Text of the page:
IoT, or Internet of Things devices are network-connected, and generally internet-connected smart devices. They can have a broad range of purposes, such as allowing you to turn your lights on and off from your phone, checking what food is in your fridge while shopping, enabling a smart speaker, and more. The problem is that these internet-connected devices have a history of having security issues that allow hackers to co-opt them as part of a botnet to mine Bitcoin or to perform DDOS attacks. In the worst-case scenarios, it can even be possible for a targeted attacker to learn your movement habits and use your location data to identify when you won’t be home so they can break-in with minimal risk of being caught.
To help you protect your devices and yourself we’ve collected a list of tips to help secure your IoT devices.
Change default usernames and passwords
All IoT products come with some form of default credentials, even if these are literally blank. Unfortunately, these default credentials are typically well known or easily accessible. To prevent other people from being able to access your devices, ensure that you change the default credentials.
As part of setting a new password, ensure you create a strong and unique password. It’s recommended that you use a password manager as this helps you create and remember, long, complex, random, and unique passwords for each device and account.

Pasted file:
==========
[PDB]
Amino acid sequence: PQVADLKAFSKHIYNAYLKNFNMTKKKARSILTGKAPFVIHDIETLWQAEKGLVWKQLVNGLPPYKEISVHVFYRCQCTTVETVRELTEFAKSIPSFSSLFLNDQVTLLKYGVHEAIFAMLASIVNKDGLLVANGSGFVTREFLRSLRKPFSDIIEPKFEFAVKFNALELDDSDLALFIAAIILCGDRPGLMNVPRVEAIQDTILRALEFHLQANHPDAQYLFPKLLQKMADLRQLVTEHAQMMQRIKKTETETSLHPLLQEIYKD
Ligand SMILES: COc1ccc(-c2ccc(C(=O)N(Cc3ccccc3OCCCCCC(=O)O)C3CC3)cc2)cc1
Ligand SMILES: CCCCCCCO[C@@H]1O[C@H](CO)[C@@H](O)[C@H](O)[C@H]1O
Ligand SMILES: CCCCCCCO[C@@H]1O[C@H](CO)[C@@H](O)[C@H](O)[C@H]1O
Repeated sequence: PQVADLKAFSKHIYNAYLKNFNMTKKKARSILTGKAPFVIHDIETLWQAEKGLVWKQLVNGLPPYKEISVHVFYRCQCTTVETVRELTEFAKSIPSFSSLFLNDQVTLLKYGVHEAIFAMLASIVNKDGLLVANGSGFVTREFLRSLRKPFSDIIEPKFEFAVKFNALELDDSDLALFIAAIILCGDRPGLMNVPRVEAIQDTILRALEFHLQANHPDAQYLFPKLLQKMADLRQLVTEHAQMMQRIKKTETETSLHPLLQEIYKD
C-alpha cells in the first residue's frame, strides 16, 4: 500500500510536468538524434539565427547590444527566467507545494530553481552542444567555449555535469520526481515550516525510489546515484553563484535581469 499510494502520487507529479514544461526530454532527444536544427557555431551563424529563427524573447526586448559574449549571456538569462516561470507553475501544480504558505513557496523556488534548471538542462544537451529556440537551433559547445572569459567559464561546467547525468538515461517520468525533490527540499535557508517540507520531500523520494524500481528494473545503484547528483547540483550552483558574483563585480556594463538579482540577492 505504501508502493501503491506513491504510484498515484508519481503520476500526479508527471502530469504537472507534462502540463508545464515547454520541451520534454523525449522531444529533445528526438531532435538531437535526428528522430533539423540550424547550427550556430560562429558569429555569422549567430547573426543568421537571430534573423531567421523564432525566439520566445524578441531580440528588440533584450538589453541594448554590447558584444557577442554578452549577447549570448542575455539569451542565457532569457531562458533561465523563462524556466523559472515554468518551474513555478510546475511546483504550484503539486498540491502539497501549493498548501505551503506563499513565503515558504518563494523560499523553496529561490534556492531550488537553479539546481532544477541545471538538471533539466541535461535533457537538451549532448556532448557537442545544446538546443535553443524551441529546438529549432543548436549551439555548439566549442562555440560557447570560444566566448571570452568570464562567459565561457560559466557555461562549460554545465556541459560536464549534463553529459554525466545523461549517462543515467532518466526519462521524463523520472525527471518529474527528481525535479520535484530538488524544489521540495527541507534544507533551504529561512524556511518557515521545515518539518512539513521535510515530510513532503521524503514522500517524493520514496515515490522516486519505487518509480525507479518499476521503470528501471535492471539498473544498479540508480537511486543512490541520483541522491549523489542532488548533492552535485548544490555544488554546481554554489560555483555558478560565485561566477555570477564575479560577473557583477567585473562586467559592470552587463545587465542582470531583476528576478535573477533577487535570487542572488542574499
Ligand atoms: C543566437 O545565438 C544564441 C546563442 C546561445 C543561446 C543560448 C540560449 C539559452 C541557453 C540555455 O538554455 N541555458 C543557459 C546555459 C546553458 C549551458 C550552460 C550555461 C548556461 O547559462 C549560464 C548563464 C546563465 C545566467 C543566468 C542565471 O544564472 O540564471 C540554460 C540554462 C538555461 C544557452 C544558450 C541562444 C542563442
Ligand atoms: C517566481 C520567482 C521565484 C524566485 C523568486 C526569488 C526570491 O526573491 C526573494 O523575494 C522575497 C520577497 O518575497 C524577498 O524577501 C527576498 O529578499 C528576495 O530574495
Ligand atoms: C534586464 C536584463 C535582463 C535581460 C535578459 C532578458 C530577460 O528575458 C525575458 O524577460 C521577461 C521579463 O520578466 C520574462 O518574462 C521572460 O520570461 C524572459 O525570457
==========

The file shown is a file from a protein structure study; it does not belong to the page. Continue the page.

Disable features you may not need
IoT devices come with a lot of features but you may not necessarily need or want to use all of them. By reviewing the available features and disabling those that you don’t want to use you can reduce the attack surface of your devices. For example, while you may want to control your smart lights with your phone, you probably don’t need to do so when you’re not home. In this scenario, you can disable internet access for the devices and control directly over your Wi-Fi network instead.
Similarly, you should review the data privacy settings for any of your internet-connected devices. You may find that your data is being actively tracked and used for purposes with which you may not be comfortable. For example, your voice data may be stored by a smart speaker manufacturer.
Keep your software up to date
It’s easy to configure your IoT devices the first time you set them up and to then forget about them and never check the settings again. It’s really important to ensure that all IoT devices are regularly updated. Ideally, you should enable automatic updates, so you don’t have to remember to update all of your devices manually. Updates are especially important for devices that can be accessed over the internet as these are significantly easier for hackers to target as part of an attack.
If your IoT devices, especially those connected to the internet, support 2FA, aka Two Factor Authentication, then you should enable it. 2FA locks down access to your device so you need the username and password as normal and then you need to approve the sign-in via your phone. 2FA is an incredibly effective tool to deny hackers access and is generally easy to set up.
Most home routers support the creation of two or more home wireless networks. By creating a separate network for your IoT devices you create a gap between your personal computers and your IoT devices. This separation makes it harder for malware to spread from your personal devices to your IoT hardware or vice-versa.
Tip: Many home routers only support two networks. If this is the case, you have to choose between creating a guest or an IoT network. While having a guest network can help protect the rest of your devices from untrusted guest hardware, you really don’t want that untrusted hardware to have access to your IoT gear.